Remote working beyond COVID-19
According to estimates, more than 50% of all jobs in the current market can be done in a remote working environment. However, the percentage of employees who actually spend a major chunk of their time working remotely is less than 10%. For many workers, the current Covid-19 situation seems to be setting the stage for a permanent shift from office space to working from home full-time.
Remote workers choose to work from home over the office
Some trends indicate that many of the employees who only ventured into the world of remote work as a result of the pandemic will continue to work remotely once things get back to normal. On the other hand, those office workers who were already familiar with remote working before COVID-19 will be performing more of their tasks from home.
In the last decade, people have increasingly been advocating for more flexibility in the workplace, when it comes to where and when they work. Over the years, multiple surveys have yielded the same result: about 80% of all workers want the choice to work from home occasionally, while many people are even willing to take pay cuts if their company would let them work remotely.
Having said all of this, remote work may not have improved productivity for everyone, since families have been forced to share spaces, dining rooms have become offices and living rooms classrooms. Despite the added distraction of a blended home/work environment though, remote working will undoubtedly to be the future of business.
Remote working encourages higher productivity and less micromanagement
Remote working mostly failed to gain prevalence because of old-school managers. The misconception that workers need to be micromanaged just leads to a lack of trust between management and employees. The recommended strategy for companies is to be more result-oriented instead of reinforcing the ‘look busy, do nothing’ attitude in workers. Now that working remotely and using technology to collaborate have become essential for the survival of a business, managers are accepting that getting results is more important than keeping tabs on remote workers.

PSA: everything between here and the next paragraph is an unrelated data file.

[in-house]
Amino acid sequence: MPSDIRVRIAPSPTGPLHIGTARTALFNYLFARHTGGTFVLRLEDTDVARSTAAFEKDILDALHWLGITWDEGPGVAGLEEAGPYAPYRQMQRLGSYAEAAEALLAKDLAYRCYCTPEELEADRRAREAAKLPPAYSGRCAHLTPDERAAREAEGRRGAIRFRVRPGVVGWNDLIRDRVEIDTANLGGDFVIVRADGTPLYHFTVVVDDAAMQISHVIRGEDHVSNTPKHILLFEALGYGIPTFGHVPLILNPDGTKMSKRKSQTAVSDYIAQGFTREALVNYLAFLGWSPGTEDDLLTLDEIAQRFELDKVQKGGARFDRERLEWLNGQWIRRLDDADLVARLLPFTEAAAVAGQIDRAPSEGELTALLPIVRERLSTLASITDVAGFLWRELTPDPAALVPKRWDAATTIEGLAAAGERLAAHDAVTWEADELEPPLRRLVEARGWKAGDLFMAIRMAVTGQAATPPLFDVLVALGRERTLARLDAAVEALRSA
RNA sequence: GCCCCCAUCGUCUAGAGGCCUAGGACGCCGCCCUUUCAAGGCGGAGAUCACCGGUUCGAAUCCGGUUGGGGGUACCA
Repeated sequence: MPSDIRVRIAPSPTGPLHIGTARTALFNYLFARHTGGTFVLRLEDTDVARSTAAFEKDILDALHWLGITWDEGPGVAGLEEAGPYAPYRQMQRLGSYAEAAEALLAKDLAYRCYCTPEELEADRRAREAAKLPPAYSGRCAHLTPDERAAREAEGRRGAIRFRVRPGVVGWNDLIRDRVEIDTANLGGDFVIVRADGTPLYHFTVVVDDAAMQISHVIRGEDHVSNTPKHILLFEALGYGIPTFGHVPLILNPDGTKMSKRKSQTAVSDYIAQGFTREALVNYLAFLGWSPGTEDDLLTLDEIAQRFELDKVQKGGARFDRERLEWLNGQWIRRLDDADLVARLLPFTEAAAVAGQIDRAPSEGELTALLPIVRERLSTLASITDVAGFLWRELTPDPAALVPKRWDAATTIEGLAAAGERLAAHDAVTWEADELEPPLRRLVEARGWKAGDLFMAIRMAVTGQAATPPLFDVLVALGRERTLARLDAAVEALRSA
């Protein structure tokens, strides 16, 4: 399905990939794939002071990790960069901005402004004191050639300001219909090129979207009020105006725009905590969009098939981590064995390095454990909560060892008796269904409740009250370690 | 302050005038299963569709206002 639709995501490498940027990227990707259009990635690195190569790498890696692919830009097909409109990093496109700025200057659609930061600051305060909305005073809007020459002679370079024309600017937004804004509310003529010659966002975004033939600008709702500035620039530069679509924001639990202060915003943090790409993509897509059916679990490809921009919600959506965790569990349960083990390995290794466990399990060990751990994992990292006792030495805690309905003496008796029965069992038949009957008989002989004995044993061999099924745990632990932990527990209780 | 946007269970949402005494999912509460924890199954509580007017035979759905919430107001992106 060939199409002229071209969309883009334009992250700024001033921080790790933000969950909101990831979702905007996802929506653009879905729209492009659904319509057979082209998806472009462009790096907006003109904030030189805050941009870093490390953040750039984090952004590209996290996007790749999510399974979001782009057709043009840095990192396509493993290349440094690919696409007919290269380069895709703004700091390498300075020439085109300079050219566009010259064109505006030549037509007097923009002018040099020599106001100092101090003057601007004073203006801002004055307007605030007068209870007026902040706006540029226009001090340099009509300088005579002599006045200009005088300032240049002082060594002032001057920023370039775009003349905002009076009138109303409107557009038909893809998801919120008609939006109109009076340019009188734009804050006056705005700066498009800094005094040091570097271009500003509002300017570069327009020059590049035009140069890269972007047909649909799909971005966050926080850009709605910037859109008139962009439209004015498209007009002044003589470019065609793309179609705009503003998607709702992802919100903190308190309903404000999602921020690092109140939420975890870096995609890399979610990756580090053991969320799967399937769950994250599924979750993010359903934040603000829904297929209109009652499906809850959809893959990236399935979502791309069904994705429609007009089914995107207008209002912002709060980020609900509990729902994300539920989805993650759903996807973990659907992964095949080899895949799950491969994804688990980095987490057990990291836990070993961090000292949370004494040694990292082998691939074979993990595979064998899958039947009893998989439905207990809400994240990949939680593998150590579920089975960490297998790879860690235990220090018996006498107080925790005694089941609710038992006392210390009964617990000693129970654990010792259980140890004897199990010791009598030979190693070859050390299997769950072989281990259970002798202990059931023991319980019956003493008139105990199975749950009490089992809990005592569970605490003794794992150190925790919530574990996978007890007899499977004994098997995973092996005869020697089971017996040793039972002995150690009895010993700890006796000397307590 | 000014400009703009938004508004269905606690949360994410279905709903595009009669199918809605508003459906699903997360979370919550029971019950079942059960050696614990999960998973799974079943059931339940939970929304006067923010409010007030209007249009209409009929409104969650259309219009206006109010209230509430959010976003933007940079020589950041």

Furthermore, managers are learning from experience that working from home does not necessarily lower productivity, and that collaboration is actually easier once remote workers learn to utilize virtual tools. Employees who work remotely don’t arrive at the office already stressed from hectic commutes, nor do they bring family worries into the office space, running the risk of creating distracting environments for other colleagues.
Remote working will still be important post Covid-19
Companies are unlikely to ignore the risks to business by pandemics and natural disasters even after Covid-19 is over. Remote working will likely be incorporated into organizations so that work can go on during lockdown, pandemics, extreme weather events etc. Any company that suffered huge losses because it didn’t see this pandemic coming will certainly make sure that the mechanisms for remote work are in place and that both employees and employers are well-prepared so that work goes carries on smoothly.
Investing in talented remote workers instead of real estate
Cutting costs without compromising on quality is a major goal for most companies. Working remotely allows them to hire talented remote workers while saving on overheads like office rentals and utilities. Indicators have clearly shown that office space is rarely used efficiently during working hours, so investing too much in real estate is clearly an unnecessary expense. There is no other way forward for those who survive through the pandemic besides devising new strategies to facilitate working from home.
Working remotely to reduce commute and travel costs
Very few remote workers cite climate change as their reason for working remotely, but across the world, we’re seeing a significant reduction in pollution, as people are travelling less. Workers now have evidence that a small step can actually make a hugely positive difference to the environment. This realization should be a key motivation for companies who want to create a more sustainable lifestyle and work ethic.
What this pandemic has also exposed is how inefficient and unnecessary business travel can be. Remote workers can easily attend virtual meetings, so companies can spend much less on business commutes and international conferences. Sure, meeting in person may have certain benefits, but looking at new ways of meeting people and saving on these expenses is usually a bigger incentive for employers. Both companies and remote workers stand to benefit financially from remote work by cutting costs, saving on personal expenses and have much more time to spend with family.
Remote working with Australia PEO
Australia PEO (Professional Employment Organisation) can help your business adjust to remote working, particularly for businesses who employ in Australia without a local entity. APEO has been managing remote work for companies globally, long before this situation arose and forced more employers to adopt remote working practices.
Get in touch with Australia PEO to find out more about remote work management and how it can be streamlined to ensure high productivity and smooth operations.